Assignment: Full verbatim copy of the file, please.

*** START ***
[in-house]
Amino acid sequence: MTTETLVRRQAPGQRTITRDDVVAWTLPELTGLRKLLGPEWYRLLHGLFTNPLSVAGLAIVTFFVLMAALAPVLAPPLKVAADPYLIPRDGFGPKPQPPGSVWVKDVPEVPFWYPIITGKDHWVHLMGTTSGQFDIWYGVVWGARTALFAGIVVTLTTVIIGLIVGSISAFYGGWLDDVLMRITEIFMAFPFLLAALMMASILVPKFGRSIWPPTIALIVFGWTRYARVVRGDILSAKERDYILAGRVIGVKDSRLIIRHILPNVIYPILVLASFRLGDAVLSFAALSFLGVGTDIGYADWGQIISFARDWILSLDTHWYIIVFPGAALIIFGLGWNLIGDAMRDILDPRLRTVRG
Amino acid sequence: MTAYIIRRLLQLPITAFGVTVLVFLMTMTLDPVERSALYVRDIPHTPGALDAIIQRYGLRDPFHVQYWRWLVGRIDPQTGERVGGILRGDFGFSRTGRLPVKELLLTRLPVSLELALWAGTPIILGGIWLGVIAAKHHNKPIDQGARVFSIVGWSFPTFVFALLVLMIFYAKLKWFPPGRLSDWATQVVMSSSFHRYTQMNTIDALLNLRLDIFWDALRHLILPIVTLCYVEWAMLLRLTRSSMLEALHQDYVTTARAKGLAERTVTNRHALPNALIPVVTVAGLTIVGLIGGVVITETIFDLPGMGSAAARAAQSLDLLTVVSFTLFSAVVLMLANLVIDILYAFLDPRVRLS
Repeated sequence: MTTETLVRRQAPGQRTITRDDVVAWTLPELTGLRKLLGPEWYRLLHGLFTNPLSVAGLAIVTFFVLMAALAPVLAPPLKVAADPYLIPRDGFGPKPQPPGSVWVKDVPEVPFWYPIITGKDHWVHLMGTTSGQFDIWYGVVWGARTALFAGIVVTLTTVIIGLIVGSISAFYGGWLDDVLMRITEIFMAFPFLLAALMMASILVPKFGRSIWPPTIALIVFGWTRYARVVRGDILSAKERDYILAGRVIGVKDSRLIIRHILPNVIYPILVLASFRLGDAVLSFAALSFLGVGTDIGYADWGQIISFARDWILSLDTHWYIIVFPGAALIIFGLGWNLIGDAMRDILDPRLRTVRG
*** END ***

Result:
[in-house]
Amino acid sequence: MTTETLVRRQAPGQRTITRDDVVAWTLPELTGLRKLLGPEWYRLLHGLFTNPLSVAGLAIVTFFVLMAALAPVLAPPLKVAADPYLIPRDGFGPKPQPPGSVWVKDVPEVPFWYPIITGKDHWVHLMGTTSGQFDIWYGVVWGARTALFAGIVVTLTTVIIGLIVGSISAFYGGWLDDVLMRITEIFMAFPFLLAALMMASILVPKFGRSIWPPTIALIVFGWTRYARVVRGDILSAKERDYILAGRVIGVKDSRLIIRHILPNVIYPILVLASFRLGDAVLSFAALSFLGVGTDIGYADWGQIISFARDWILSLDTHWYIIVFPGAALIIFGLGWNLIGDAMRDILDPRLRTVRG
Amino acid sequence: MTAYIIRRLLQLPITAFGVTVLVFLMTMTLDPVERSALYVRDIPHTPGALDAIIQRYGLRDPFHVQYWRWLVGRIDPQTGERVGGILRGDFGFSRTGRLPVKELLLTRLPVSLELALWAGTPIILGGIWLGVIAAKHHNKPIDQGARVFSIVGWSFPTFVFALLVLMIFYAKLKWFPPGRLSDWATQVVMSSSFHRYTQMNTIDALLNLRLDIFWDALRHLILPIVTLCYVEWAMLLRLTRSSMLEALHQDYVTTARAKGLAERTVTNRHALPNALIPVVTVAGLTIVGLIGGVVITETIFDLPGMGSAAARAAQSLDLLTVVSFTLFSAVVLMLANLVIDILYAFLDPRVRLS
Repeated sequence: MTTETLVRRQAPGQRTITRDDVVAWTLPELTGLRKLLGPEWYRLLHGLFTNPLSVAGLAIVTFFVLMAALAPVLAPPLKVAADPYLIPRDGFGPKPQPPGSVWVKDVPEVPFWYPIITGKDHWVHLMGTTSGQFDIWYGVVWGARTALFAGIVVTLTTVIIGLIVGSISAFYGGWLDDVLMRITEIFMAFPFLLAALMMASILVPKFGRSIWPPTIALIVFGWTRYARVVRGDILSAKERDYILAGRVIGVKDSRLIIRHILPNVIYPILVLASFRLGDAVLSFAALSFLGVGTDIGYADWGQIISFARDWILSLDTHWYIIVFPGAALIIFGLGWNLIGDAMRDILDPRLRTVRG